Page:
- alarm clock,
- alarm reaction,
- alarums and excursions,
Origin of alarming
verb (used with object)
Origin of alarm
Examples from the Web for alarming
Yesterday morning, my in-box was stuffed to the gunwales with alarming messages alerting me to…to what?
As alarming as parents might find those results, Dr. Temple cautions against jumping to any drastic conclusions.
Any time there is a new outbreak of infectious disease, it can be alarming.
I glimpse an alarming, finger-length aluminum baton in her bag.Best Career Arc Ever: From Burlesque To Bartending|Anne Berry|September 13, 2014|DAILY BEAST
All of this Ebola activity raises a number of questions, each of them alarming.
It was for the moment an alarming, and yet a faintly fascinating experience.The Return|Walter de la Mare
To the first adventurer we may suppose that it would present itself with alarming force.
I can not take upon me to say that Arthur Campbell's beautiful pinions had touched the dangerous flame with any alarming results.The Doctor's Daughter|"Vera"
Alarm no sun, alarm is thinking, alarming is determination an earth wide moth is something.Geography and Plays|Gertrude Stein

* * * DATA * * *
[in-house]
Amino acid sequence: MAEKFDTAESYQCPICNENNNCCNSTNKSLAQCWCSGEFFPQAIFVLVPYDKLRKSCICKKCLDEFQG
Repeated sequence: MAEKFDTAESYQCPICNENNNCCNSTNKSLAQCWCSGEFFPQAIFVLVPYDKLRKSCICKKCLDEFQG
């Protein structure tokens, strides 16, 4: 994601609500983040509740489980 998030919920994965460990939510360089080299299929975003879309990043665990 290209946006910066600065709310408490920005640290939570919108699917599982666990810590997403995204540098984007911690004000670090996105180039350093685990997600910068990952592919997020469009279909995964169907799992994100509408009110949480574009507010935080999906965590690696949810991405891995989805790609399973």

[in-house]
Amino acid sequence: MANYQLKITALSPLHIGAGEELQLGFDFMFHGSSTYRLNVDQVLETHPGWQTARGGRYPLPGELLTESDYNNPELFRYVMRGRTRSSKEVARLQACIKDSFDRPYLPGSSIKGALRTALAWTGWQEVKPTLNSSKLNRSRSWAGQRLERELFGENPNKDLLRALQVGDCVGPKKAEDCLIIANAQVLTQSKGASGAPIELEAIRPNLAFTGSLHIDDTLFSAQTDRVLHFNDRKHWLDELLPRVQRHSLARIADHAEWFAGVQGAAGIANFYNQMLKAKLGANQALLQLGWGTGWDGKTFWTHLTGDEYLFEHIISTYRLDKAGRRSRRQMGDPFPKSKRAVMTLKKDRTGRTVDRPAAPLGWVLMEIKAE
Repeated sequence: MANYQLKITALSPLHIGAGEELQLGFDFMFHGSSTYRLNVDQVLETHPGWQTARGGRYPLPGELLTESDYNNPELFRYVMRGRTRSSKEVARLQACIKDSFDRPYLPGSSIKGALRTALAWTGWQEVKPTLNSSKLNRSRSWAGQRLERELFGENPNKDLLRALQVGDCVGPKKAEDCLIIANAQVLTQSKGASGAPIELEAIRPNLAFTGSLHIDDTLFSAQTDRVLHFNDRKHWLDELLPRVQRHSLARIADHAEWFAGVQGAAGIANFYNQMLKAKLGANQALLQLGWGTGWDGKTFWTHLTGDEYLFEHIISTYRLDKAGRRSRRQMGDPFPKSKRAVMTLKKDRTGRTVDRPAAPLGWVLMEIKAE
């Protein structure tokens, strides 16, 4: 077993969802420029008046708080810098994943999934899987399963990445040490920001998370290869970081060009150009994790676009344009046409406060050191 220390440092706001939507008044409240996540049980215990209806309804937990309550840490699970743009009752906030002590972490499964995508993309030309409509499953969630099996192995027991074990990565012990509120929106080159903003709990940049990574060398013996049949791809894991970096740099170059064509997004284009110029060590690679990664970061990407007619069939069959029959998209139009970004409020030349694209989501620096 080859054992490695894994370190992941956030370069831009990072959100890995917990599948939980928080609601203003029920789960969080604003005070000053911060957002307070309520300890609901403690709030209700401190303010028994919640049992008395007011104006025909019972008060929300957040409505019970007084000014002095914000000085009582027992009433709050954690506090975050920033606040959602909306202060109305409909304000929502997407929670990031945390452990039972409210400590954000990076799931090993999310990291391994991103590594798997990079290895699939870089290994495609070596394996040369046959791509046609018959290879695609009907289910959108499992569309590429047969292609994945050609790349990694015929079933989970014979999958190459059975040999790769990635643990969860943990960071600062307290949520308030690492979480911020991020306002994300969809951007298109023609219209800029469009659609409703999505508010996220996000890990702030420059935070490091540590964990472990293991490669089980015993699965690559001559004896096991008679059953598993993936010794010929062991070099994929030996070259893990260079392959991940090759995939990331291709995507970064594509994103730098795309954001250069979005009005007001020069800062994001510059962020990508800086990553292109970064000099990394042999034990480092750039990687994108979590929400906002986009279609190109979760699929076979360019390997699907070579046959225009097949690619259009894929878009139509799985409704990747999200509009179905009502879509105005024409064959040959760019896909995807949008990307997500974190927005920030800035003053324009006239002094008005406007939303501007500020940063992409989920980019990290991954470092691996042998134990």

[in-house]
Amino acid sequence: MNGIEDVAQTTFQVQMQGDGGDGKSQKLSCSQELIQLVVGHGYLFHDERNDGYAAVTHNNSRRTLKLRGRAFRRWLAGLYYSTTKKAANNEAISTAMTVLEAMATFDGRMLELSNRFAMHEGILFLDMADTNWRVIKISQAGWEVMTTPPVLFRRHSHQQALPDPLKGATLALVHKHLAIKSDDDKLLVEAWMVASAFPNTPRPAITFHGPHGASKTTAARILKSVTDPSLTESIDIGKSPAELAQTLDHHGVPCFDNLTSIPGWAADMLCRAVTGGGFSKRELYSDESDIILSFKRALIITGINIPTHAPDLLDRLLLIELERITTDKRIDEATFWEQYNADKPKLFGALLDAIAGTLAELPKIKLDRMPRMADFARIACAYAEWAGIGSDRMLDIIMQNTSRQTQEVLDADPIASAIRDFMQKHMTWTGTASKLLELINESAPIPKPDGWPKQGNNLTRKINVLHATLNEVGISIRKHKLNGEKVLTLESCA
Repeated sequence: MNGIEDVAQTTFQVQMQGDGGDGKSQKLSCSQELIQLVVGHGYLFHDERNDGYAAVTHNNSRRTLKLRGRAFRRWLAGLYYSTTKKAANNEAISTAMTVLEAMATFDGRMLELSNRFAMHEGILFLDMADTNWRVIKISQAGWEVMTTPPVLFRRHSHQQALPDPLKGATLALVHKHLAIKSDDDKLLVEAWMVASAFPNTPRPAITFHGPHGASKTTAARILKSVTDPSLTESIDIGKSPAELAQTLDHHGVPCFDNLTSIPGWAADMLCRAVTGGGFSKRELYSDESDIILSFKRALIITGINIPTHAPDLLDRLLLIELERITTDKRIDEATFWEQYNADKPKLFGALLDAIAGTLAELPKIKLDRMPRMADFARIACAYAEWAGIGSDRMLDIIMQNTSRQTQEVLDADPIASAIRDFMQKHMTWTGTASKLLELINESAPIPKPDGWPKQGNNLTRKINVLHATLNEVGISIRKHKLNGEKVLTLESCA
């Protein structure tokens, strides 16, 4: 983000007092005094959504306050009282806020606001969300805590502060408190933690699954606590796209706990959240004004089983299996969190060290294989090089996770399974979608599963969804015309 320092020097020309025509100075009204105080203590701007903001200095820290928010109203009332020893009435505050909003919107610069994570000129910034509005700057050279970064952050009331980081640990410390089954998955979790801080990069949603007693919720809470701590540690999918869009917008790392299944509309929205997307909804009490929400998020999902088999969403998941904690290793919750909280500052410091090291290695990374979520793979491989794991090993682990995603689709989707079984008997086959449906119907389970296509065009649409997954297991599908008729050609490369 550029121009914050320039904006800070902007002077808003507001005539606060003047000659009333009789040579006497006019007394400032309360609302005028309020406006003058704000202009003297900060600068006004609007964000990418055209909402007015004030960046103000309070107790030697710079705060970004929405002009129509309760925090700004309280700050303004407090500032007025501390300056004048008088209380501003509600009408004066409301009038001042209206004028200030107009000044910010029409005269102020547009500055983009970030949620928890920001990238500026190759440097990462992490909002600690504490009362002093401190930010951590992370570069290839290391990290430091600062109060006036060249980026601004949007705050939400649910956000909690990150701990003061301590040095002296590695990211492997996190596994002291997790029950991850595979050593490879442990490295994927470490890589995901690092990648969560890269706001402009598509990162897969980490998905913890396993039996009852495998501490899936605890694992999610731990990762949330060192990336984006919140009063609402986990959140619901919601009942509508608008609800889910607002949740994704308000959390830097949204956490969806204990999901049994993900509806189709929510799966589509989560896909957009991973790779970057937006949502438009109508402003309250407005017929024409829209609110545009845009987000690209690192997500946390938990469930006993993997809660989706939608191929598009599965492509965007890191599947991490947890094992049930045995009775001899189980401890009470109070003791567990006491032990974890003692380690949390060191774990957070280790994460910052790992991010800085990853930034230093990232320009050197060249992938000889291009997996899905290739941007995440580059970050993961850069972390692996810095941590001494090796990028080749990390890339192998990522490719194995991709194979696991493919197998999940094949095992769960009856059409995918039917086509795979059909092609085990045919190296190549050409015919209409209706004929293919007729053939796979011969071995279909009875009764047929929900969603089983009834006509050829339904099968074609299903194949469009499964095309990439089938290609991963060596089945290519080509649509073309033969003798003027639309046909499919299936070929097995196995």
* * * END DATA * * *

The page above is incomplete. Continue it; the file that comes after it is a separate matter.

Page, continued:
Roy was smiling, as if the narrative told did not seem so alarming to him.The Man of the Forest|Zane Grey
- the device in an alarm clock that triggers off the bell or buzzer
- short for alarm clock
Word Origin for alarm
early 14c., from Old French alarme (14c.), from Italian all'arme "to arms!" (literally "to the arms"). An interjection that came to be used as the word for the call or warning (cf. alert). Extended 16c. to "any sound to warn of danger or to arouse." Weakened sense of "apprehension, unease" is from 1833. Variant alarum is due to the rolling -r- in the vocalized form. Sometimes in early years anglicized as all-arm. Alarm clock is attested from 1690s (as A Larum clock).
see false alarm.